the media and entertainment union
a sector of Prospect

8 December 2009

BECTU's BBC Division has set out some key principles which it hopes the BBC will adopt to improve its management of staff on fixed term contracts.

BECTU's Fixed But Fair Charter calls on the BBC to deliver clarity and consistency in its treatment of staff who are employed on a short-term basis.

Our aim in publishing the Charter is to give fixed term contract staff the support they deserve

The findings of a survey conducted by the union last month reveal on-going discontent amongst a substantial number of short term staff who often believe that their employment is ended prematurely, or that they are denied a proper explanation when a decision is taken not to renew a fixed term contract.

Such treatment can mean that staff are denied employment rights, lose income unnecessarily or experience stress because they are worried about the effect of questionning their treatment.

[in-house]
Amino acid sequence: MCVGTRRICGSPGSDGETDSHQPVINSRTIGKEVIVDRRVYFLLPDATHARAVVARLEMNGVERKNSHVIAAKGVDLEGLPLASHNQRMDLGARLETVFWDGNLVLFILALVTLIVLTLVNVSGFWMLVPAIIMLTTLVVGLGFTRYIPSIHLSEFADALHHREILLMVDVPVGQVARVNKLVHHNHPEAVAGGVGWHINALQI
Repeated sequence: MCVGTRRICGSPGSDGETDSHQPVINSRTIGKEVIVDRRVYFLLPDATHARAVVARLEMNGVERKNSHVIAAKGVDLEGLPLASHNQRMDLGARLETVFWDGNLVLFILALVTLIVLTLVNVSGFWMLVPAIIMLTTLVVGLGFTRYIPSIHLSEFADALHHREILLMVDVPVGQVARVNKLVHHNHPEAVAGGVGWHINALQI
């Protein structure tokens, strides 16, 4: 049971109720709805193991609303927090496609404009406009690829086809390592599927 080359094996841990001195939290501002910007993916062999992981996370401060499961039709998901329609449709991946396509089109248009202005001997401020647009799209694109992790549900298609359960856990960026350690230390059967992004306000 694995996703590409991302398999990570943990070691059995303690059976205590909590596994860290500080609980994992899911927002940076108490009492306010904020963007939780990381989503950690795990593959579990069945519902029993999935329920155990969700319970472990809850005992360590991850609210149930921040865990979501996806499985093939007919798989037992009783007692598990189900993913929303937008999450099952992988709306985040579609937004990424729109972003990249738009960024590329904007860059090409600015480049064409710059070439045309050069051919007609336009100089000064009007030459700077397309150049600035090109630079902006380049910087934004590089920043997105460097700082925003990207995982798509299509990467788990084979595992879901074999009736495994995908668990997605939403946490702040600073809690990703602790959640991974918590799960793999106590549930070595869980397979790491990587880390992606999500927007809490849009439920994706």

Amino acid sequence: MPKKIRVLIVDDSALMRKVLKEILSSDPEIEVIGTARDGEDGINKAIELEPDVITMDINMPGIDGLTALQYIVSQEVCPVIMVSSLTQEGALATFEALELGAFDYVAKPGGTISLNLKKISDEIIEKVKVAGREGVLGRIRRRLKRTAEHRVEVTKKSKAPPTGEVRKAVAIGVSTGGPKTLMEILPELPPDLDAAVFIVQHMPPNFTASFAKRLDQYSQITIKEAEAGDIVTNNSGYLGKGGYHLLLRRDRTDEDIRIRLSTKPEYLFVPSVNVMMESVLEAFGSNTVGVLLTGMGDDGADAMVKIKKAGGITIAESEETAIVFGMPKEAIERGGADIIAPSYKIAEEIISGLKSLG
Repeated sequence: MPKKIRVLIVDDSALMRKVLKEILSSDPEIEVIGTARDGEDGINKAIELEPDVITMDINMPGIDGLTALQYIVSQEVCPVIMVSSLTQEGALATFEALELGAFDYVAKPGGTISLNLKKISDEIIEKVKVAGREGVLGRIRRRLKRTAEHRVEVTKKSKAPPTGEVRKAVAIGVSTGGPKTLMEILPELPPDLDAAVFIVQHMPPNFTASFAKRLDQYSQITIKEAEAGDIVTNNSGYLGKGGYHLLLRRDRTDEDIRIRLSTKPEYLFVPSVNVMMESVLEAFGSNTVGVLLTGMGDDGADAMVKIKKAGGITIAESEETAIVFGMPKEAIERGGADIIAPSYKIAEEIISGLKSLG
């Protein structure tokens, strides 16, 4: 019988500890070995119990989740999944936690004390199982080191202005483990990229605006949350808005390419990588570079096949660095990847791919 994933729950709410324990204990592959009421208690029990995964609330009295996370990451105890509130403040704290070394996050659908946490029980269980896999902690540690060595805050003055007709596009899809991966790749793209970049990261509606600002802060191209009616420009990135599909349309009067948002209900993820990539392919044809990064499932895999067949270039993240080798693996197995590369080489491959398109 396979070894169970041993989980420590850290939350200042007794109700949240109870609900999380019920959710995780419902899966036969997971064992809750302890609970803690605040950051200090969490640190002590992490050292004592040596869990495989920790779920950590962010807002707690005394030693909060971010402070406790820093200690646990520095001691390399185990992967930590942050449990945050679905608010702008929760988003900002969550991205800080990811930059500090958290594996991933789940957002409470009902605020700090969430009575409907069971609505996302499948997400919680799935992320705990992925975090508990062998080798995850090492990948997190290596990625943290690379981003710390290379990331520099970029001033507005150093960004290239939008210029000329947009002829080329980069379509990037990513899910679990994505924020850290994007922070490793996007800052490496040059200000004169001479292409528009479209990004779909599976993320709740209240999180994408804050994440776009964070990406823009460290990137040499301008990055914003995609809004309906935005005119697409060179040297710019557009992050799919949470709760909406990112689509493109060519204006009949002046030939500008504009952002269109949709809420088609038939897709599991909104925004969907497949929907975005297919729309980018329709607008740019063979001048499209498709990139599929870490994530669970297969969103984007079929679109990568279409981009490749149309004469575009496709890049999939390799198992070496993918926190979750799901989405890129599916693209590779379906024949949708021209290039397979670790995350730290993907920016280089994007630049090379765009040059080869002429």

What the Charter calls for

The union's Charter calls for better communication, a clear statement of reasons when the BBC proposes not to renew a contract, guidance on an employee's rights under the Fixed Term Workers regulations, an end to the practice which forces staff to take a break between contracts, fair warning of the non-renewal of a FTC, written reasons when a dismissal takes place together with the right of appeal.

The union also wants better disclosure of staff's contractual entitlements and fair treatment in respect of training.

In several respects the principles set out in the Charter represent the BBC's existing policy, however recent experience indicates that some aspects of policy are either misunderstood or not observed in some quarters. 

"Our aim in publishing the Charter is to give fixed term contract staff the support they deserve. Fixed term staff have a number of rights not all of which they are aware of. 

"We hope that through our efforts, fixed term staff will feel more confident and that more managers will act on their obligations to this group rather than treating them as more easy to dispense with because of their nature of their contract," commented national official, Anna Murray.